Ch5 – Proteins + Enzymes


Ch5 – Proteins + Enzymes – Please click on this link  for Mrs Smith’s

CHAPTER  4 powerpoint presentation.

Proteins and Enzymes HW1,     Proteins and Enzymes HW2        Proteins and Enzymes HW3      – This is your homework for chapter 2 or, you can use it for revision any time.

Proteins + Enzymes Wordbank – Use this worksheet to familiarise yourself with the vocabulary for the chapter.

Traffic lights – What you should know.

I encourage you to think more carefully about your own learning. Self-assessment is an important tool to achieve this. You can use a thumbs up, medium, down/ traffic lights system. At the end of each lesson consider your learning intentions and grade your understanding.

  • Picture1G (green light – understand this very well), O (amber light) – need a bit of support but understand the basics or…R (red light – help I don’t understand).





The effect of manganese dioxide on the breakdown of hydrogen peroxide.


This is a handy animation which shows how enzymes work.


Enzymes are proteins. They act as catalysts, allowing chemical reactions to take place by lowering the amount of energy needed. They therefore speed up reactions or allow them to happen at low temperatures.

Some enzymes break down substances (e.g. digestive enzymes). The following link shows a degradation reaction.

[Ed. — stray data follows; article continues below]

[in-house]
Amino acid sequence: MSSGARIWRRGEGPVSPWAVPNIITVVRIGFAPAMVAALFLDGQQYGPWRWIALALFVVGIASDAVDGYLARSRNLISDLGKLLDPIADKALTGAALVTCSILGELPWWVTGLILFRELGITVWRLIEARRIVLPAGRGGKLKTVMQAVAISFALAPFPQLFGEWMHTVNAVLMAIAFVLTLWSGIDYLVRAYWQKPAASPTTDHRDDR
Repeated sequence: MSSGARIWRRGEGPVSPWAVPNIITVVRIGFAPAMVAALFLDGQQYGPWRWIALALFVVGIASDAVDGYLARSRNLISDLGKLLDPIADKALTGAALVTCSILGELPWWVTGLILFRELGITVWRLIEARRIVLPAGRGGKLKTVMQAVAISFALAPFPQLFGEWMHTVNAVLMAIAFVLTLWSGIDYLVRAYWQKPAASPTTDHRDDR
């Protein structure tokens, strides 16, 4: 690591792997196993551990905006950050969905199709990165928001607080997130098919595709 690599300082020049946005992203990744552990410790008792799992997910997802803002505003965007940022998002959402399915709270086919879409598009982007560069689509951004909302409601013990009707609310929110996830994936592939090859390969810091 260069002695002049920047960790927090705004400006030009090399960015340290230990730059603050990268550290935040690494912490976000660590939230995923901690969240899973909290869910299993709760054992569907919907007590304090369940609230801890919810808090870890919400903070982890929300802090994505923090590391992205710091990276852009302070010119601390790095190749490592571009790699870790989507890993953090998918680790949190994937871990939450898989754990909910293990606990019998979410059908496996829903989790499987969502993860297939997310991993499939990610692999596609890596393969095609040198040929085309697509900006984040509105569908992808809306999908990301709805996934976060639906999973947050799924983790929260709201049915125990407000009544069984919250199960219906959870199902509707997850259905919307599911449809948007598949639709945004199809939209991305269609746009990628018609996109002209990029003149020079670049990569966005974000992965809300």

Some enzymes build up simple raw materials into more complex substances. The following link shows a synthesis reaction.



Enzymes are very specific. The lock and key hypothesis explains this using the idea that each enzyme has a specifically shaped active site. The following link shows the specificity of enzymes.


All enzymes have specific conditions at which they will work the best. These are known as the‘optimum conditions’. Factors which can affect the performance of an enzyme include temperature and pH.  As enzymes are biological, many of them work best at 37°C (body temperature). If the temperature rises too high, this can cause the enzyme to become damaged changing the shape of the active site meaning that the substrate will  no longer fit. The enzyme is described as having become denatured. The following video explains about factors which affect enzyme activity


The lock and key hypothesis explains why high temperatures denature enzymes. The following link shows a denatured enzyme with an active site that no longer fits it’s substrate.




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